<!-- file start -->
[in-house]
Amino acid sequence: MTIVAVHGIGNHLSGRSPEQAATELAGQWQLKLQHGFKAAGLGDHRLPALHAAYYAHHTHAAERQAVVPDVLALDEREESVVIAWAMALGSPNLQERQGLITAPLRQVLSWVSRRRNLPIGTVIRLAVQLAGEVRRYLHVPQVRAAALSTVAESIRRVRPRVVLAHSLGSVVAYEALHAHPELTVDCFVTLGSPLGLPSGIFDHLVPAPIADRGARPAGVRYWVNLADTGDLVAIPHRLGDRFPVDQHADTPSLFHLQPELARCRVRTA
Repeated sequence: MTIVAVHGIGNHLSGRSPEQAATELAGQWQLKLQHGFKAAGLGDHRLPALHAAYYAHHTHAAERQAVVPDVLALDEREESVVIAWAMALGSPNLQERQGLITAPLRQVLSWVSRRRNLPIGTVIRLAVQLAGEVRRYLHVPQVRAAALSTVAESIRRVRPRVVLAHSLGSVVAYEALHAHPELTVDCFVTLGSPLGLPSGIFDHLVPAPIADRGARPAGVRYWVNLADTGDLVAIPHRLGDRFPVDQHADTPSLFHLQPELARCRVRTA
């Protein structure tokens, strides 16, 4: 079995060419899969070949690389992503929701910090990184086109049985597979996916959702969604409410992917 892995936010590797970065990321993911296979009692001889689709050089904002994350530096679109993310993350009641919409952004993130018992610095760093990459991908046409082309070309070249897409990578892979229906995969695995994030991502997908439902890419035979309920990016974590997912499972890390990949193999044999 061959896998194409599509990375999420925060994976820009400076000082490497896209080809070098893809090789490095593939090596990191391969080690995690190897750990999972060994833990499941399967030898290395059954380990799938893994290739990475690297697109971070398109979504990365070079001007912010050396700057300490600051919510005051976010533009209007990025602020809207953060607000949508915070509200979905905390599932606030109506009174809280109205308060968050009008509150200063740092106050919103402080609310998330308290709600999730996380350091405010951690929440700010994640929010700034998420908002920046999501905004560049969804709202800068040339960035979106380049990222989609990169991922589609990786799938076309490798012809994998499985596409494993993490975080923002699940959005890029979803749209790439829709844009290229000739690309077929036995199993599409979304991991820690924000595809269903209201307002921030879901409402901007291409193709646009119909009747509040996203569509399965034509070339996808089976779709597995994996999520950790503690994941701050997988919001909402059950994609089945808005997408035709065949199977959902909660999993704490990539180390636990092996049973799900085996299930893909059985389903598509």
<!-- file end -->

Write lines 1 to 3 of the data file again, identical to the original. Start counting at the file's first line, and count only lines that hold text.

[in-house]
Amino acid sequence: MTIVAVHGIGNHLSGRSPEQAATELAGQWQLKLQHGFKAAGLGDHRLPALHAAYYAHHTHAAERQAVVPDVLALDEREESVVIAWAMALGSPNLQERQGLITAPLRQVLSWVSRRRNLPIGTVIRLAVQLAGEVRRYLHVPQVRAAALSTVAESIRRVRPRVVLAHSLGSVVAYEALHAHPELTVDCFVTLGSPLGLPSGIFDHLVPAPIADRGARPAGVRYWVNLADTGDLVAIPHRLGDRFPVDQHADTPSLFHLQPELARCRVRTA
Repeated sequence: MTIVAVHGIGNHLSGRSPEQAATELAGQWQLKLQHGFKAAGLGDHRLPALHAAYYAHHTHAAERQAVVPDVLALDEREESVVIAWAMALGSPNLQERQGLITAPLRQVLSWVSRRRNLPIGTVIRLAVQLAGEVRRYLHVPQVRAAALSTVAESIRRVRPRVVLAHSLGSVVAYEALHAHPELTVDCFVTLGSPLGLPSGIFDHLVPAPIADRGARPAGVRYWVNLADTGDLVAIPHRLGDRFPVDQHADTPSLFHLQPELARCRVRTA